Black and latino families have 6% and 8% of the wealth respectively, that white families do. This is a startling connection to the wealth and income gaps explained earlier that have widened since the 1970s. The wealth and income gap is defined startlingly on racial lines. Not to mention that lack of equal pay that still exists for women compared to men ($0.79 compared to $1).
Dr. Martin Luther King Jr. started the Poor Peoples Campaign in 1968 because he saw that segregation was only half the battle. The PPP was intended for all Americans, but its aim was to help blacks who made up a large portion of the poor in America (1 in 7 at the time was in poverty). He knew that economic inequality would leave blacks just as unequal and out of opportunities as before Brown v. Board. Dr. King unfortunately would not see the organization to its potential as he was assassinated in April of 1968. The racial and economic divide has not yet since decreased.
So current events combined with the media frenzy surrounding the 2016 presidential campaign (it’s been going on for almost a year, with 1 more to go) has created a sense of disappointment and negative attention to foreign and domestic affairs. This feeling combined with very challenging social issues and continuing economic conditions has likely contributed greatly to the poll numbers which we see on the direction of the country.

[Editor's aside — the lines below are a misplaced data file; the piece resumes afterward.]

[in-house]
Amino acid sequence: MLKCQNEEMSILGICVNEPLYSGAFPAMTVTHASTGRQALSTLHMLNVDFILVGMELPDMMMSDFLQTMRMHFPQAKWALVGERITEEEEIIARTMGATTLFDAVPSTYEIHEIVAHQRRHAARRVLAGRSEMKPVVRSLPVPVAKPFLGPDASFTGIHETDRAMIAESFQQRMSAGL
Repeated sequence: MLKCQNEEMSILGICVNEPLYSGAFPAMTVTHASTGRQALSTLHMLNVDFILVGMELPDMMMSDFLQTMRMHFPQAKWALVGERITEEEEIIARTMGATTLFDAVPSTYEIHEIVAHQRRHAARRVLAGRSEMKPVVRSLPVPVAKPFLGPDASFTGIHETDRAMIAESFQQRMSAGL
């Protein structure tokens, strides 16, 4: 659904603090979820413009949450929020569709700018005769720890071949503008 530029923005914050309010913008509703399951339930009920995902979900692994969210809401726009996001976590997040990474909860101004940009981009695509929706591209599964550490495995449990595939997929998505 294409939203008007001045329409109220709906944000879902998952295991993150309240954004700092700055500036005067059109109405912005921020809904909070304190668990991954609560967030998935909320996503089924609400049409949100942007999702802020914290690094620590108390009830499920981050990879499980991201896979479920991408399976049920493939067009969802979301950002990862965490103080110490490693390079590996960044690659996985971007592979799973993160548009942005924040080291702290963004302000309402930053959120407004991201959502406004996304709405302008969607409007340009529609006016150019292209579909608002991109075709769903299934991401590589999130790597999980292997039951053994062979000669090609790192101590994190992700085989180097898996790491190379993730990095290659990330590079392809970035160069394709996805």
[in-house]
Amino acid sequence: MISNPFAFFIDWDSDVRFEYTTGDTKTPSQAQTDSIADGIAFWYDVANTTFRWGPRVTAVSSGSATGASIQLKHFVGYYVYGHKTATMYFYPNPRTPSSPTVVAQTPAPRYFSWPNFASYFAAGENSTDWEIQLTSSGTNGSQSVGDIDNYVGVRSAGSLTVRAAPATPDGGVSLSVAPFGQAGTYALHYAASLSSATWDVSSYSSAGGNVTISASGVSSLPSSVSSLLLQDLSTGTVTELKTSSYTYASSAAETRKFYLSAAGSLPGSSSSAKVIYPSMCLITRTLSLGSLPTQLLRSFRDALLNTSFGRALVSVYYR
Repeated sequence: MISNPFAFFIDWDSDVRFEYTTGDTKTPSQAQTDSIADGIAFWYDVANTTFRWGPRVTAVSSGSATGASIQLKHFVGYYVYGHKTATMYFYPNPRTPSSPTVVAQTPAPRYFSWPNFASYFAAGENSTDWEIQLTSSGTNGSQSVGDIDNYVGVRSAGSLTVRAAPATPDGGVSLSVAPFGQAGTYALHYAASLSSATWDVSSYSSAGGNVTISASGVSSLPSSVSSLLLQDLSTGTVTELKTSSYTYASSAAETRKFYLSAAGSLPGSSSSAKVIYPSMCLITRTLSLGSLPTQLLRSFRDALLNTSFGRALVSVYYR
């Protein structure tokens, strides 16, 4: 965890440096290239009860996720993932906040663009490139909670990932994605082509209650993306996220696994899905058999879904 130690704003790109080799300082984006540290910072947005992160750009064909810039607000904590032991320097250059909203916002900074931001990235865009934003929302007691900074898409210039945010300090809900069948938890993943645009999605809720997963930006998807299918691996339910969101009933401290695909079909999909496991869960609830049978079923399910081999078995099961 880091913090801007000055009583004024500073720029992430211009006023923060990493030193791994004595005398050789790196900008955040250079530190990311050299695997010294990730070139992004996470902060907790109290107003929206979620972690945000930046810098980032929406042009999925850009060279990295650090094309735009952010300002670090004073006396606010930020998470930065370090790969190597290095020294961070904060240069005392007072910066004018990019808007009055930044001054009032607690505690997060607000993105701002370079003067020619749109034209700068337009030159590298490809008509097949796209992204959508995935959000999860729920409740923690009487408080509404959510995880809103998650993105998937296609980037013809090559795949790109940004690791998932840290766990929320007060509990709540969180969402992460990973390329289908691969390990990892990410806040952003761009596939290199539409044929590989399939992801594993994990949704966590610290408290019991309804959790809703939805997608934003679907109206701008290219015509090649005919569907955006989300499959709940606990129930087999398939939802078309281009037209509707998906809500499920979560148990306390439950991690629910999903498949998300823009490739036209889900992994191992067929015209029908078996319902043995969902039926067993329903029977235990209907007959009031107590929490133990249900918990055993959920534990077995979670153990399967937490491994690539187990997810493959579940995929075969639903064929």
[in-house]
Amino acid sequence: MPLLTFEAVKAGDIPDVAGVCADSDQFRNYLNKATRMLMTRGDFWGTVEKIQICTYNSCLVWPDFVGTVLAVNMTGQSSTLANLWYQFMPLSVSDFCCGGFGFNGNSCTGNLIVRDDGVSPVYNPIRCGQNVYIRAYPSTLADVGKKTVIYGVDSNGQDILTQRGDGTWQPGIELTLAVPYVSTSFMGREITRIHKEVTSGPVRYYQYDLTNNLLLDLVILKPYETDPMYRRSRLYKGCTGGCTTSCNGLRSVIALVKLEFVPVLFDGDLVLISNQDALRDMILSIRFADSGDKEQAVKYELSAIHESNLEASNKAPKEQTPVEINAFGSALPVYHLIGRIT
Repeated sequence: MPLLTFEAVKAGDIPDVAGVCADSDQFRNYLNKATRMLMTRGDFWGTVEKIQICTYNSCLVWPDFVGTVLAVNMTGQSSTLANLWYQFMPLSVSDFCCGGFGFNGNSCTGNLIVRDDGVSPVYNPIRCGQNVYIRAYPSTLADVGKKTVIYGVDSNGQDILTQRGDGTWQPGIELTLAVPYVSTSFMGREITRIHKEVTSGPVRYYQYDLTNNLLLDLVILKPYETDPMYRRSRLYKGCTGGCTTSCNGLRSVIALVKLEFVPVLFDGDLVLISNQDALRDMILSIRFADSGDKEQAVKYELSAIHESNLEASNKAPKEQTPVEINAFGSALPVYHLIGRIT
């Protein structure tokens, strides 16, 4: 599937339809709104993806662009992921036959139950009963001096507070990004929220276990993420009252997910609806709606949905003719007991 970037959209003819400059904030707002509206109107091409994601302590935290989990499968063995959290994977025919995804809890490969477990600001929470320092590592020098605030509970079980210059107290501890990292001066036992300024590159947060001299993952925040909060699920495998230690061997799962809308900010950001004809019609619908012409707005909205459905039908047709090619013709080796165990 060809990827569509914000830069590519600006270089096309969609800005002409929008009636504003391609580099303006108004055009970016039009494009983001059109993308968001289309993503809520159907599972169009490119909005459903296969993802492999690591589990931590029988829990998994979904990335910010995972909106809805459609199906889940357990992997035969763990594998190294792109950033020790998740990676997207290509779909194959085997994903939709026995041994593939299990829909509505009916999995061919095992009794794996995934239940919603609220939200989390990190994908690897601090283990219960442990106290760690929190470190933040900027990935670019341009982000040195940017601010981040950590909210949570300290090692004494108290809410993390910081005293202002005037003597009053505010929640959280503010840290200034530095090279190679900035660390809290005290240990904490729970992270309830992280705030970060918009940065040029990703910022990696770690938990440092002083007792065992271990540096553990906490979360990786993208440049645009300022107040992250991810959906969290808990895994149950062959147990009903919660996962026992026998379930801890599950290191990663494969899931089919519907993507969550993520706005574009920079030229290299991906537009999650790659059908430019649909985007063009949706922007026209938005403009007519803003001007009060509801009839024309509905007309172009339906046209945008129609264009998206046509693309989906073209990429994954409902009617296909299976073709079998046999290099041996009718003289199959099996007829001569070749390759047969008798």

Finally, what we should try and remember is that as bad as it may seem, things are actually pretty good in many ways. The “boring” indicators of GDP and employment are all up, the U.S. has built many positive relationships with allies and strategic partners in economic and global concerns (such as climate change), and on the domestic side, many new policies are being put into place as a result of the difficult conversations had about race, prison sentencing, economic status, infrastructure, health care, tax issues, and more. This isn’t to say that the challenges mentioned above don’t exist or aren’t true issues, it’s just that the positive side of the story is often lost in the shuffle.
Until the next poll,
Your faithful historian,
Eric G. Prileson
Is it Mr. Green in the Billiard Room with the revolver?
No, no it isn’t. Stop reading this blog and go to bed.
Sources and Further Reads: